The Church in Venezuela is losing faithful


Hector Pereira |

Caracas, Nov. 15 (EFE).- There are 622 young people in priestly formation in Venezuela and not all of them will be consecrated at the end of the eight years of study, but even giving cassocks to 100% of the students would cover the 1,136 parishes in the country where the Catholic faith is in decline, just like in the seminaries, today with depleted numbers.

Just six years ago, the 21 seminaries housed 1,425 future priests, a total that has been reduced to less than half due to a six-year economic recession and mass migration, which have also led to less crowded churches and empty prayer halls.

The predominantly Catholic Caribbean nation is no exception to the apostate trend seen across Latin America, the vast territory that has spent centuries praying to virgins brought by Europeans.

But faith resists like honey and still sweetens dozens of young people who respond to God’s “call”.

A budding clergyman

Dixon Torrealba entered the Major Seminary of Maracaibo, in the state of Zulia (west), at the age of 18, the minimum age required. It is in this place that he eats, sleeps, is in his third year of studies and will leave, if his vocation accompanies him, in 2028, when he will be able to officiate masses in a country which, as one could s expecting it will be less Catholic than now. .

At the age of 20, he was immersed in philosophical courses prior to the “configuration phase”, during which he would immerse himself in theology for four years, according to the program approved by the Episcopal Conference of Venezuela (CEV ).

Young people go to church at the Major Seminary of Maracaibo, in Maracaibo (Venezuela). EFE / Henri Chirinos

He is happy and talks with emotion about his current life -which includes prayers, sports, household chores, memorizing texts-, as well as when he projects himself into the future with his goal achieved, because -he underlines- “from a very young age” he felt “the inclination to religious life.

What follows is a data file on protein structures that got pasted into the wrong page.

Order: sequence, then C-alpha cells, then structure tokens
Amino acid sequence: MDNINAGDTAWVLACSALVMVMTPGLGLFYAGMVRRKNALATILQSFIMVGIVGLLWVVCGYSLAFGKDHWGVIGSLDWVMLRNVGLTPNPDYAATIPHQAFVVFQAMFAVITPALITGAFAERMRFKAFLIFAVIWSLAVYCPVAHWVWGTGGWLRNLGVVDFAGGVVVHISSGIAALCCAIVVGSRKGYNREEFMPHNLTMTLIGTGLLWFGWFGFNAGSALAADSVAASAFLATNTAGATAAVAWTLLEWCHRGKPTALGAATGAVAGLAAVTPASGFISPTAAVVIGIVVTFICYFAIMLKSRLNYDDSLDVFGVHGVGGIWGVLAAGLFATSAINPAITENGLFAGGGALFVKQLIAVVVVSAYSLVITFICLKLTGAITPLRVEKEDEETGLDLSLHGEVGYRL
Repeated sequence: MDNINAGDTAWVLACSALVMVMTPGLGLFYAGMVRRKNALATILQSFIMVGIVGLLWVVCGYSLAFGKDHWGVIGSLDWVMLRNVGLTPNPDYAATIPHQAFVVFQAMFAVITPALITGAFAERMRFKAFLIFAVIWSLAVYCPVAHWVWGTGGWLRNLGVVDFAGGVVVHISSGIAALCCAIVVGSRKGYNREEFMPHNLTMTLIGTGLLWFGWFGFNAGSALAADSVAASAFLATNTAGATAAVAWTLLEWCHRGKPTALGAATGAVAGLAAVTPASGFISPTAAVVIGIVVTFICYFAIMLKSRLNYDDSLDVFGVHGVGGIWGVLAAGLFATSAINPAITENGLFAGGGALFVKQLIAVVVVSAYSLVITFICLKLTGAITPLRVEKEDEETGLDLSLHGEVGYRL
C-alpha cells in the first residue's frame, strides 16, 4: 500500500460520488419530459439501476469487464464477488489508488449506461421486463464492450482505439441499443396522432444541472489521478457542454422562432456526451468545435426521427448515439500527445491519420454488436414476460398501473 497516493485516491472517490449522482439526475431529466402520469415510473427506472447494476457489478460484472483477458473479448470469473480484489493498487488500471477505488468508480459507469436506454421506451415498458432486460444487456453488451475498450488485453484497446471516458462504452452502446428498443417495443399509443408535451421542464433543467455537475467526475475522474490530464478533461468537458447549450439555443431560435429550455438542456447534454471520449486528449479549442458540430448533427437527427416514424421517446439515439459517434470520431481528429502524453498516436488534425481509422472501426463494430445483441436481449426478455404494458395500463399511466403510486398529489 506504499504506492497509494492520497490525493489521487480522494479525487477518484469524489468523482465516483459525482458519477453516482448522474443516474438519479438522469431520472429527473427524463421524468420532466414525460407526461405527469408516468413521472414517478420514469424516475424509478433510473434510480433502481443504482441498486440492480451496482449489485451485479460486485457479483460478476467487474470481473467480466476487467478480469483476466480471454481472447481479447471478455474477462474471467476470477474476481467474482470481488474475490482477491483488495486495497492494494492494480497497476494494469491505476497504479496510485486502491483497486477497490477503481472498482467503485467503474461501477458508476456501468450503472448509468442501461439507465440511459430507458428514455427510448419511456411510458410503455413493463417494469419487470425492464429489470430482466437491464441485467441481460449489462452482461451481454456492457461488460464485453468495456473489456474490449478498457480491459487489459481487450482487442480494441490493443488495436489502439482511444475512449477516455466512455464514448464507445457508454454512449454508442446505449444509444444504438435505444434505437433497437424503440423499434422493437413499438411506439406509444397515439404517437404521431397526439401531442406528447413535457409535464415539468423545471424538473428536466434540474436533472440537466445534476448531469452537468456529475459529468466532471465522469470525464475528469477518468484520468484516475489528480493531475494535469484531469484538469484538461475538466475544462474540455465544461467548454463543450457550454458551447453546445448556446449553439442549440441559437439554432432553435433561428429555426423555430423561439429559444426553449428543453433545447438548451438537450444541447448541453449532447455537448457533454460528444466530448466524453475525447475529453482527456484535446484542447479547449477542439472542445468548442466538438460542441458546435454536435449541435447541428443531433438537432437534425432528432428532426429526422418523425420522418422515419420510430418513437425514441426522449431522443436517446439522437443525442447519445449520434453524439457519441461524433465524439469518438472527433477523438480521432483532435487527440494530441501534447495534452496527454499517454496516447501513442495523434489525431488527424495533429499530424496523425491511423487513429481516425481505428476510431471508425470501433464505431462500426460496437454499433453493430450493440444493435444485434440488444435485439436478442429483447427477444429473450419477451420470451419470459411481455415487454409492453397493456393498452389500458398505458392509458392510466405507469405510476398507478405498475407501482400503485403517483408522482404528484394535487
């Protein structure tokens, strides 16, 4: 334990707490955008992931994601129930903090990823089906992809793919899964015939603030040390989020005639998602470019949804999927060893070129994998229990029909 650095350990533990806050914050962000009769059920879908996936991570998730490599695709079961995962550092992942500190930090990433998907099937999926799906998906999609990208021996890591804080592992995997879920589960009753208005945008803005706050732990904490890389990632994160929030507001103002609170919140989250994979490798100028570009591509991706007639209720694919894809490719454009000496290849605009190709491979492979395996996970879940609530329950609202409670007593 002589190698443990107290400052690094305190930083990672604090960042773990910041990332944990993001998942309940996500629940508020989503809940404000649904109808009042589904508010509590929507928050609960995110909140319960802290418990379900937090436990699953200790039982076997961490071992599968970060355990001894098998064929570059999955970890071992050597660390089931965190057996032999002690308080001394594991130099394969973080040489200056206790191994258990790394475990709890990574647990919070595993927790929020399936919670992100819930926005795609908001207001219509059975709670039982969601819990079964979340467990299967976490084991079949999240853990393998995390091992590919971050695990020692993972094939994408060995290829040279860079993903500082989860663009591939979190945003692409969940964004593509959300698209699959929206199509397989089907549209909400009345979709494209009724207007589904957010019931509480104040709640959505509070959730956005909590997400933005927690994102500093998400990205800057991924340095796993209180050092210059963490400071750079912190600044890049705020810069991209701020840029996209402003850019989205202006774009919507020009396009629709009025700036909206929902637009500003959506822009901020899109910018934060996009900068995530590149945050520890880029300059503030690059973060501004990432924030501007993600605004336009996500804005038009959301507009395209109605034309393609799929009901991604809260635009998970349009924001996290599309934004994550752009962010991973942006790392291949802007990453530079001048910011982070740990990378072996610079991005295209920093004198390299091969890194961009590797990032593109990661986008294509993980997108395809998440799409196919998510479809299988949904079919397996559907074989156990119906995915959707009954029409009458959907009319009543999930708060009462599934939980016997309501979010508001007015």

“One of the wonderful things that motivates me is to be an administrator of the sacraments (…) to be able to forgive, to bring reconciliation, to bring encouragement to those who need it,” the seminarian who invites young people to join the group. “the great work that the Lord wants to do”.

“God is calling, it is up to us to respond with great courage,” he said.

Dixon knows that there are fewer and fewer people interested in diocesan life and, precisely, this is one of the reasons that have fueled his vocation, aware of the “lack of pastors” that the Church of San Pedro, especially now, when people “thirst for God”.

In search of cures

The executive secretary of the Seminary Department of the CEV, Alexis Piña, explained to EFE that vocations are discovered mainly within families close to the Church, as well as through diocesan promoters and parish priests who know their flock. in each municipality.

The search for new priests, the priest continues, also relies on two minor seminaries, in which more than a hundred teenagers between the ages of 14 and 17 are currently going through a process of discernment with the aim of clarifying their ideas and evolve into adulthood. consecration or not.

In Venezuela there are more Catholic temples than municipalities, an advantage for this belief when it comes to penetrating aspects of secular life, since it also controls schools, high schools, universities and centers of which are run by clerics and which serve to boost recruitment. potential remedies.

The Church loses faithful because of migration

“Many young people, including groups of young people committed to the Church, went to other places and it was a richness for these countries”, says the priest, referring to the seven million Venezuelans who emigrated these years – according to data from a UN platform – of the economic crisis that began to reverse at the end of 2021.

Of the 622 candidates for the cassock, just over 100 are young people who entered the major seminaries in October, where they are required to conform to the sacraments preceding the priestly order, that is to say to being baptized, having received First Communion and Confirmation, as well as having confessed before a priest.

Piña, with half a century of life – half of which “training the clergy” – believes that vocation is a “gift of God” that comes and will continue to reach the hearts of children “to do good in a community” .

The task is to help more young people turn their concerns into authentic paths to a life full of “the things of God”, he adds.


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